fter the chaos of the Trump presidency, many are looking to the Biden-Harris administration with starry eyes and a budding hope for the future. President Joe Biden has hit the ground running with executive orders that are effectively canceling former president Donald Trump’s most heinous offenses, many of which were essentially aiding and abetting climate change.
Biden has also made it clear that tackling climate change is a top priority, assembling a “climate cabinet,” and setting a plan to ban new drilling for fossil fuels on federal land. However, some of the president’s choices for his climate cabinet have progressives on edge. While it is important to acknowledge that his administration is the most diverse in the history of the United States, and while some members of the climate cabinet are poised to shine, others are far from ideal.
It’s easy to take President Biden’s climate cabinet appointees with a sigh of perfunctory relief because, well, Trump didn’t pick them. But if these past four years have taught us anything, it’s that we shouldn’t take the actions of our nation’s authority figures with cursory indifference. You can’t hold power accountable if you don’t know who’s in charge or what they’re about.
One of the most exciting — and most progressive — members of the climate cabinet is Rep. Deb Haaland, D-NM-01, the first Native American to lead the U.S. Department of the Interior. Haaland is an advocate for the Green New Deal — a plan for the U.S. to reduce its fossil fuels and greenhouse gas emissions — and is the champion of the 30 by 30 initiative, a campaign to conserve 30% of the planet by 2030. In this historic position, Haaland has the opportunity to tackle the Department of the Interior’s savage history of injustice toward Native Americans, their land and their culture. Additionally, Haaland is in the powerful position to hold President Biden to his word that no new fossil fuel permits will be administered on federal land.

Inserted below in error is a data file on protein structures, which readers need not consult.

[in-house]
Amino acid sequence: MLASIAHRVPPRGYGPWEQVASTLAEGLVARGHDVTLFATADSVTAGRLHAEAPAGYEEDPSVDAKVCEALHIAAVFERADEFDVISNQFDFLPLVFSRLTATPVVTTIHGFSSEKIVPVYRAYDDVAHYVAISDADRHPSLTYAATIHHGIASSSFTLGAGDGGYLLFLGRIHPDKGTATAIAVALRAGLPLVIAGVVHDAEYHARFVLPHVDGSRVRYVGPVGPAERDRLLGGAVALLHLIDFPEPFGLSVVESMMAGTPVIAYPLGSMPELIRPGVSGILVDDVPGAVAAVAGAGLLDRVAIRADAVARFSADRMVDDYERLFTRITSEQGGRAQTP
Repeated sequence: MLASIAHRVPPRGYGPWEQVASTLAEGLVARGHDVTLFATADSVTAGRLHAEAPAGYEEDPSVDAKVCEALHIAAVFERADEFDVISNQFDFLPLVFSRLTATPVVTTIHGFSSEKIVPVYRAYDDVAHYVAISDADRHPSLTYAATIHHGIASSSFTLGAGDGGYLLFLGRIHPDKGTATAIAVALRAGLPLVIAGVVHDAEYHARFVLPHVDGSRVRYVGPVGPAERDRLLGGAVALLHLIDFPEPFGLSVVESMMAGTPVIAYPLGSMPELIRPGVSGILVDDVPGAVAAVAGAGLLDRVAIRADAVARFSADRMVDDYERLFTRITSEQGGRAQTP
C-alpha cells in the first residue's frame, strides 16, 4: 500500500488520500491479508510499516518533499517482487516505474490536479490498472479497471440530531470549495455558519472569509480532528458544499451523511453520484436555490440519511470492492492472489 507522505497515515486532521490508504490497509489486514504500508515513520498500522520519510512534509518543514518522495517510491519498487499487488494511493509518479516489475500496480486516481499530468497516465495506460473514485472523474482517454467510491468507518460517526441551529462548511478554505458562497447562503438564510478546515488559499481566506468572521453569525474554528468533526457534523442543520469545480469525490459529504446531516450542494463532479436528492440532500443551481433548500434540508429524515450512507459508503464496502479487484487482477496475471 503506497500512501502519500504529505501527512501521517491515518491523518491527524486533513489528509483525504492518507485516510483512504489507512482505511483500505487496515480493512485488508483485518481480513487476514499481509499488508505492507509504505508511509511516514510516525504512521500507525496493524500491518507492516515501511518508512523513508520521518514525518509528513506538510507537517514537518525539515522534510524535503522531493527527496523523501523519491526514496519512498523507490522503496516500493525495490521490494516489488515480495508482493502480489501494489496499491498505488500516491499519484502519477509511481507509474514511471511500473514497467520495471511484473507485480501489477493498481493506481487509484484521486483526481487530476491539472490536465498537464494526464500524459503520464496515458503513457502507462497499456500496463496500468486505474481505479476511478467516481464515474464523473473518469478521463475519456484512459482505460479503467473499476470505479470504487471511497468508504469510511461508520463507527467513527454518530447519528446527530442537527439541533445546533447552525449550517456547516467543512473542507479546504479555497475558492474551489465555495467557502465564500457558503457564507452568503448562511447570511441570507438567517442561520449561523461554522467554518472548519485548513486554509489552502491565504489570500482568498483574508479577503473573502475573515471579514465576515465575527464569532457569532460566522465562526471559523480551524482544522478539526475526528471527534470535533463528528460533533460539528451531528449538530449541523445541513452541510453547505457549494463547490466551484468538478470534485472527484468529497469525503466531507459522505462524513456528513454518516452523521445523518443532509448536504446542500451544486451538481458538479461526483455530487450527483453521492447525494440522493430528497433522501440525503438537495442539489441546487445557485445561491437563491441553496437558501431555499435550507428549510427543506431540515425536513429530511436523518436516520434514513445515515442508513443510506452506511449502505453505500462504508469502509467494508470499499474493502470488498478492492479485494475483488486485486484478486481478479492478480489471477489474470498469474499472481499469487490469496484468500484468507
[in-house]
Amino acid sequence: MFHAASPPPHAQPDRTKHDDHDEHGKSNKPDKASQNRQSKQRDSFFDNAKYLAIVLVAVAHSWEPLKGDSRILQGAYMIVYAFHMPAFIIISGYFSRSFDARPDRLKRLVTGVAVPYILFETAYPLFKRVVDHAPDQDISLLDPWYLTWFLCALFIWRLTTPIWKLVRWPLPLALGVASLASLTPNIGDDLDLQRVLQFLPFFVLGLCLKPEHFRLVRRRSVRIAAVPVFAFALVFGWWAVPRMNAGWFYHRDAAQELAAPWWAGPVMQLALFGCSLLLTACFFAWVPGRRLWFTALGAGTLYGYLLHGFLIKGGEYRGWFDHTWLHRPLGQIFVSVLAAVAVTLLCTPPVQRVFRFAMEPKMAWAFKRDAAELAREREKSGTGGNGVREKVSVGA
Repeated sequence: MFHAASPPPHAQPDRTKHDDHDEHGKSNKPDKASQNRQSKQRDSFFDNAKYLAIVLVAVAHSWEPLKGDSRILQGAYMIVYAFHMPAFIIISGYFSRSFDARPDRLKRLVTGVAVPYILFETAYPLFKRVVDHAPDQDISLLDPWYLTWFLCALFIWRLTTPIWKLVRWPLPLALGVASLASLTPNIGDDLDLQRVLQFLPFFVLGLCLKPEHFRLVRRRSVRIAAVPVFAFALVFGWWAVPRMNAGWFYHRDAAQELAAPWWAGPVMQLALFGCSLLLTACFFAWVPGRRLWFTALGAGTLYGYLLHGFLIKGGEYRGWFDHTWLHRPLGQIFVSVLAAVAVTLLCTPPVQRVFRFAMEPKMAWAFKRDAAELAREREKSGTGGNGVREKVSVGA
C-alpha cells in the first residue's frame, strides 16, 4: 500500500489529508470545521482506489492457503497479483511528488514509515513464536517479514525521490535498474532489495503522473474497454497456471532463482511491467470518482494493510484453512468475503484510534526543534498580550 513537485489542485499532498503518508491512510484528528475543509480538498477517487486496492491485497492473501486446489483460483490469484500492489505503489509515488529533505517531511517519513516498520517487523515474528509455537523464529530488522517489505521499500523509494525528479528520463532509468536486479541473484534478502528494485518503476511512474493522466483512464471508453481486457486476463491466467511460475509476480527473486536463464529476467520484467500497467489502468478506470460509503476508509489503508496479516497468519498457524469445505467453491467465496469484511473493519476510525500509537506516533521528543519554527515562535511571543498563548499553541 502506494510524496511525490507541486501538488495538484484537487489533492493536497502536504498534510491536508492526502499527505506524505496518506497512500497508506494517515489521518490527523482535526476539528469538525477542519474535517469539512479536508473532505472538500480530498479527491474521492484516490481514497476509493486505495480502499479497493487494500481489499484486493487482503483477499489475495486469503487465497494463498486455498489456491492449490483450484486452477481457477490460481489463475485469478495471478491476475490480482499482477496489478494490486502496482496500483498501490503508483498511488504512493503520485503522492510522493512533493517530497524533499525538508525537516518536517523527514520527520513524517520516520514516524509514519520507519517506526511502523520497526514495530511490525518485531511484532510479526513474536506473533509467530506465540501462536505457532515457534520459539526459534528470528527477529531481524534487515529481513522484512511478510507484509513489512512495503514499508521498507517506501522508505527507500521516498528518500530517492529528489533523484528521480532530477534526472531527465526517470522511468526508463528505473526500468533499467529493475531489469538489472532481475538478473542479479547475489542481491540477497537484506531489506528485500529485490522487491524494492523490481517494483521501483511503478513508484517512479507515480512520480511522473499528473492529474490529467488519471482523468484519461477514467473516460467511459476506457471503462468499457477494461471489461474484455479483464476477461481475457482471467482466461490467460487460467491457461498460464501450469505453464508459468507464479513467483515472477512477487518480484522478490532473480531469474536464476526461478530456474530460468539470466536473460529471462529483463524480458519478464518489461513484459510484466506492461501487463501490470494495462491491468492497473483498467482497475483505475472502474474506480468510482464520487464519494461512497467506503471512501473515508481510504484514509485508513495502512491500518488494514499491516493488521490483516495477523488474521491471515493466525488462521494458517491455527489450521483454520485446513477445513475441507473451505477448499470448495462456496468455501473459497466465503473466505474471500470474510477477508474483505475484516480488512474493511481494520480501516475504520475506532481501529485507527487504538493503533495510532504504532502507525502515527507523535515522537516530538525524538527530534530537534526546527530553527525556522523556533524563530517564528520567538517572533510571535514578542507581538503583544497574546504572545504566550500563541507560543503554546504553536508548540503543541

The significance of Haaland in this position cannot be stressed enough. It is my sincere hope that she will lead us into a new era where the federal government finally prioritizes the health and well-being of the fragile ecosystems in the U.S., as well as the health and well-being of the marginalized communities that bear the heaviest burdens of climate change and political injustice. In a way, Haaland’s biggest and most challenging task will be dismantling a department that has so haphazardly exploited natural resources and Indigenous people.
It is my sincere hope that she will lead us into a new era where the federal government finally prioritizes the health and well-being of the fragile ecosystems in the U.S.
Another superstar of Biden’s administration is John Kerry, who will serve as the first special presidential envoy for climate. Kerry, former senator of Massassuchets and former president Barack Obama’s second-term secretary of state, has a long history as a U.S. diplomat and advocate for pro-climate legislation. His selection shows that President Biden is adamant about restoring tattered international relations and ensuring that the U.S. will play an active role in the necessary, global action to combat climate change.
Though President Biden has already rejoined the Paris Agreement, Kerry has his work cut out for him. Kerry will likely help actualize President Biden’s promised virtual global climate summit, to be held within his first 100 days in office. The summit is yet another strategy meant to show that the U.S. is serious about tackling climate change and repairing the tattered U.S. relations with global leaders.
Even though Kerry did not endorse the Green New Deal, it seems he understands and is serious about the intersectionality of the climate crisis. While mending global ties, he needs to prove that the administration is serious about cutting greenhouse gas emissions. In doing so, the biggest challenge Kerry faces is taking global climate justice into account because the impacts of climate change disproportionately burden developing nations. Kerry must use his leverage as a diplomat to ease friction between the U.S. and other countries and hold this country accountable for its role in exacerbating the climate crisis.
Gina McCarthy, the new White House Climate Coordinator, will be leading the new White House Office of Domestic Climate Policy. Serving as the domestic counterpart to Kerry, McCarthy will coordinate efforts across the federal government to efficiently lower U.S. greenhouse gas emissions. The fate of Biden’s climate goals and the U.S. energy economy, according to NPR, rests in their hands.
McCarthy has been working to reduce harmful emissions throughout her career and oversaw Obama’s Clean Power Plan. She led the Environmental Protection Agency, or EPA, under Obama and is currently the chief executive of the Natural Resources Defense Council. Overall, McCarthy is a crucial pillar in the climate cabinet and should be a central figure in Biden’s efforts to eliminate carbon emissions.